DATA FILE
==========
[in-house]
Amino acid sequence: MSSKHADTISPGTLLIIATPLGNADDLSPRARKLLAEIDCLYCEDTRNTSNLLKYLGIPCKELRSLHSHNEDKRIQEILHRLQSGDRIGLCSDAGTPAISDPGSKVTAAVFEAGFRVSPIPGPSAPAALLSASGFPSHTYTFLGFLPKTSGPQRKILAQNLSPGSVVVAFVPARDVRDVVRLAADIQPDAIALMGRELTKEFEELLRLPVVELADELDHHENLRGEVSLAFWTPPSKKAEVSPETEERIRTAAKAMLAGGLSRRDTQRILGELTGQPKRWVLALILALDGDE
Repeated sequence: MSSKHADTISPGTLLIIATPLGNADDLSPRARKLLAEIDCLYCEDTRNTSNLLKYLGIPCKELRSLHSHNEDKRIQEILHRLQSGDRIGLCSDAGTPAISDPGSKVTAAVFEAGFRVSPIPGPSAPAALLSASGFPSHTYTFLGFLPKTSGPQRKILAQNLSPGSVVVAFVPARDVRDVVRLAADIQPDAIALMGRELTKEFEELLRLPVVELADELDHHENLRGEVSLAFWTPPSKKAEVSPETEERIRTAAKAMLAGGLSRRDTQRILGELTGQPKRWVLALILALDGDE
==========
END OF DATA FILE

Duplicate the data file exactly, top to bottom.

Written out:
[in-house]
Amino acid sequence: MSSKHADTISPGTLLIIATPLGNADDLSPRARKLLAEIDCLYCEDTRNTSNLLKYLGIPCKELRSLHSHNEDKRIQEILHRLQSGDRIGLCSDAGTPAISDPGSKVTAAVFEAGFRVSPIPGPSAPAALLSASGFPSHTYTFLGFLPKTSGPQRKILAQNLSPGSVVVAFVPARDVRDVVRLAADIQPDAIALMGRELTKEFEELLRLPVVELADELDHHENLRGEVSLAFWTPPSKKAEVSPETEERIRTAAKAMLAGGLSRRDTQRILGELTGQPKRWVLALILALDGDE
Repeated sequence: MSSKHADTISPGTLLIIATPLGNADDLSPRARKLLAEIDCLYCEDTRNTSNLLKYLGIPCKELRSLHSHNEDKRIQEILHRLQSGDRIGLCSDAGTPAISDPGSKVTAAVFEAGFRVSPIPGPSAPAALLSASGFPSHTYTFLGFLPKTSGPQRKILAQNLSPGSVVVAFVPARDVRDVVRLAADIQPDAIALMGRELTKEFEELLRLPVVELADELDHHENLRGEVSLAFWTPPSKKAEVSPETEERIRTAAKAMLAGGLSRRDTQRILGELTGQPKRWVLALILALDGDE